Think about the original suppliers for gold and for Bitcoins. Gold miners mine more gold when prices go up. Alternatively, we can say that the earth supplies more gold to the miners due to the miners investing more mining resources into extracting it. For Bitcoin, the network gives miners the same amount of Bitcoins when prices rise. This remains true no matter the quantity of mining resources invested.
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January 13, 2012, 07:17:13 PM
 #12

Yawn.

A) The supply curve is not linear and stops at exactly 21M BTC (to use your jargon: it doesn't
    grow at a constant rate. And as pointed by someone else in the thread, said rate is currently
    fairly small). Your first point is thereby made moot.

B) The headroom for demand increase is almost infinite because it can potentially grow to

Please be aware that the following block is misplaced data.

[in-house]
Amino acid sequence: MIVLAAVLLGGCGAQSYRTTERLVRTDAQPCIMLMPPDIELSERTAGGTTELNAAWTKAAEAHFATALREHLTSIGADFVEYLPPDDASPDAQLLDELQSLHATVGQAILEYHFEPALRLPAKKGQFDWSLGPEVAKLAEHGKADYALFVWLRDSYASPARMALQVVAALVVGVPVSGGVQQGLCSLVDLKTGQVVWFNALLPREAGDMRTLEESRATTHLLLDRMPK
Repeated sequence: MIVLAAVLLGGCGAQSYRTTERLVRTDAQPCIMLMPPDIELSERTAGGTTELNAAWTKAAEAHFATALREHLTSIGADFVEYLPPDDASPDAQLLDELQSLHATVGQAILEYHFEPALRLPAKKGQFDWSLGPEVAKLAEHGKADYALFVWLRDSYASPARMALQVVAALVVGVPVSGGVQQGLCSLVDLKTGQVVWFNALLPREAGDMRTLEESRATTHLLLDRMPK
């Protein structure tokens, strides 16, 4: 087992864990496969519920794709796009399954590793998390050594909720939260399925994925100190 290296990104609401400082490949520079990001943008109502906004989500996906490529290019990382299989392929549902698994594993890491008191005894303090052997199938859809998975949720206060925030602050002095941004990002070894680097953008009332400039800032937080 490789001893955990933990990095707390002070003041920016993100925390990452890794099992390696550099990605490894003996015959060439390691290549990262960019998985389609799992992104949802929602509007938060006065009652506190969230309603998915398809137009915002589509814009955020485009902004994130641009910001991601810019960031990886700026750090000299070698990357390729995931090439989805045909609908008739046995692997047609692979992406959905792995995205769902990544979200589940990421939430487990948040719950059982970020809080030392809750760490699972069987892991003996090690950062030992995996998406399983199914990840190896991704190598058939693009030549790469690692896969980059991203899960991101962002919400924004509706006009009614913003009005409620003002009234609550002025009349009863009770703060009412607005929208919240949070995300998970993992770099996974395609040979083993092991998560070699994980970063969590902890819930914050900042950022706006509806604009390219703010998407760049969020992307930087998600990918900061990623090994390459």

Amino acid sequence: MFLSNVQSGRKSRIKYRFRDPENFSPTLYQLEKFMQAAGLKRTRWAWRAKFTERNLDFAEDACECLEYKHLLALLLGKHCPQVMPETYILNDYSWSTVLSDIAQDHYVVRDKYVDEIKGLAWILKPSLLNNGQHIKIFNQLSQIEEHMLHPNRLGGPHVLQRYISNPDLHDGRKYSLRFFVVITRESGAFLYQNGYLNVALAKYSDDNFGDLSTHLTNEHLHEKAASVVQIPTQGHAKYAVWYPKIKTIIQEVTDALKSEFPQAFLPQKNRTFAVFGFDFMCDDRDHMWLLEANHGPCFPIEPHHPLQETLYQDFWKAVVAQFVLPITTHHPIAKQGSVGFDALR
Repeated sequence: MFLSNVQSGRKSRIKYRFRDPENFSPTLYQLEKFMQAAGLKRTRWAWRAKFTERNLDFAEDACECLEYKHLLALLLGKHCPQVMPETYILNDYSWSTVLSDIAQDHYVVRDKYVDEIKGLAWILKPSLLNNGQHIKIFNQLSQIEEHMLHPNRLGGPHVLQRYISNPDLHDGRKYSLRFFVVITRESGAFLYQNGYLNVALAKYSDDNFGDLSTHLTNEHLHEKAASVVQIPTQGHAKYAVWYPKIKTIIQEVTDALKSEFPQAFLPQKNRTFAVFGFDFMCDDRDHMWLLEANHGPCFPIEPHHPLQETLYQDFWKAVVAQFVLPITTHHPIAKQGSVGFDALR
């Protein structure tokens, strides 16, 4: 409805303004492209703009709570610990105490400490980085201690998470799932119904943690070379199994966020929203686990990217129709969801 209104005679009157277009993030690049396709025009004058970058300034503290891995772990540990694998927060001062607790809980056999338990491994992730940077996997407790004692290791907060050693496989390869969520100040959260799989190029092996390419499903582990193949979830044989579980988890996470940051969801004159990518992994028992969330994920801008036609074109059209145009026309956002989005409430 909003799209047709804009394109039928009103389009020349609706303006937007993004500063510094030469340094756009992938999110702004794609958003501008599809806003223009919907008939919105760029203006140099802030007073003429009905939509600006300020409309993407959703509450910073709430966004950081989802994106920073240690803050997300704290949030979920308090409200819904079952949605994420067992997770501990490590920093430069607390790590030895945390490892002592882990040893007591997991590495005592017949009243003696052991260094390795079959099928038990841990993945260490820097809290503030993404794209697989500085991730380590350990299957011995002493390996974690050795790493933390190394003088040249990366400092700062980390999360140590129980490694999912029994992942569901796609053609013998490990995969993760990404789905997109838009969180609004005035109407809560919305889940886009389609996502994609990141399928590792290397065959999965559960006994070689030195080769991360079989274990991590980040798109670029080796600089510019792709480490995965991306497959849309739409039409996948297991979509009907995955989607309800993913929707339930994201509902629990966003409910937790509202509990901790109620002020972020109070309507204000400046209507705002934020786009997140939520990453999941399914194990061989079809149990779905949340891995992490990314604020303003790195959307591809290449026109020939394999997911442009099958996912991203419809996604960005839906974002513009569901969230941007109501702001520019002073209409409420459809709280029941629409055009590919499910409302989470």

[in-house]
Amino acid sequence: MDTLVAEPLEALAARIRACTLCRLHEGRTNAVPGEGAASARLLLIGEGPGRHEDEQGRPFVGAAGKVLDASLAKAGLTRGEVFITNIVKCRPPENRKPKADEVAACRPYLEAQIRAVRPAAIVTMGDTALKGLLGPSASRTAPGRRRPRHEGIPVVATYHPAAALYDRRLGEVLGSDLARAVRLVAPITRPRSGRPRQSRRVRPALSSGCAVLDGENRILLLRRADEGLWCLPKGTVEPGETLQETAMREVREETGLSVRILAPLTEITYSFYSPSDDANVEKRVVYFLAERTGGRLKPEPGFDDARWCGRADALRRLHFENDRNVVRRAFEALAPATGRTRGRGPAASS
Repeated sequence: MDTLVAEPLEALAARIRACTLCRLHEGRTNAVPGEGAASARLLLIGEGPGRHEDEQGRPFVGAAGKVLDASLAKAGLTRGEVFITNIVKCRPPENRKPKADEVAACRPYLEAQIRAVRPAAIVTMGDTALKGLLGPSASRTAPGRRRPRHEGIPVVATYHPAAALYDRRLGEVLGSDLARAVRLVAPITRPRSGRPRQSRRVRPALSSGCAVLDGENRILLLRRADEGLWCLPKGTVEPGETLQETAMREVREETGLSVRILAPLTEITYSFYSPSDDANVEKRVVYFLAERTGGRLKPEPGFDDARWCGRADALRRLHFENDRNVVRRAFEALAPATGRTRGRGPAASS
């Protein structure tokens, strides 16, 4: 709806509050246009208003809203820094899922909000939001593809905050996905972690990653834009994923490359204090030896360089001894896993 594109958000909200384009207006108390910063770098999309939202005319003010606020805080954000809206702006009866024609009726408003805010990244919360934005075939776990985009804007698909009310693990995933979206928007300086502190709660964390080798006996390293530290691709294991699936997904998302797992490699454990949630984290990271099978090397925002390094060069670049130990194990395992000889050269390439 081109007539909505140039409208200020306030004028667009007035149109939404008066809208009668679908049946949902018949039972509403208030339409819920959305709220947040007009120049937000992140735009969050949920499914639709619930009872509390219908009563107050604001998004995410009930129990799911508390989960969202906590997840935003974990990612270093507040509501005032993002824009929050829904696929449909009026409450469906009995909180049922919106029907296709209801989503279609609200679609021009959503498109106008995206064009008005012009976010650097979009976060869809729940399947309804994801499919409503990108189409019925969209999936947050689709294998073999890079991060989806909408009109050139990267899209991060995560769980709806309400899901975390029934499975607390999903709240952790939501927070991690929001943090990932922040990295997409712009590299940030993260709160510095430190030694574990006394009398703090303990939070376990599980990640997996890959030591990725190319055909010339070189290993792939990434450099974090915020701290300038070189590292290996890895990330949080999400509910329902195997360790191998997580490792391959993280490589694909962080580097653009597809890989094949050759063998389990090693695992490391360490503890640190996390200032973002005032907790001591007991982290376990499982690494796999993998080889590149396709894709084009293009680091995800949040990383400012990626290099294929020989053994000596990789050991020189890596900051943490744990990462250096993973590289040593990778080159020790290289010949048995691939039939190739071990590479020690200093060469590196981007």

become a sizable fraction of the world's economy.

C) The price stability problem for e-commerce is already being dealt with by enterprising
     folks offering instant BTC to USD conversion (for a fee, of course).

So: nope.

A) I should have clarified. I meant fixed rate, not constant. The rate is simply fixed differently depending on amount of time passed.

B) This proves my point. Yes, demand can increase substantially, and supply will not adjust to match, thus creating a greater price increase than would otherwise occur. That's why I believe prices will be sky high at some points, but I think you're assuming that I'm trying to bash Bitcoin and say it's worthless. I'm just saying that prices will be less stable than they should otherwise be, and so this imperfection might make Bitcoin commerce less efficient. We will have cycles of people hoarding coins en masse during upturns and then spending coins en masse during downturns.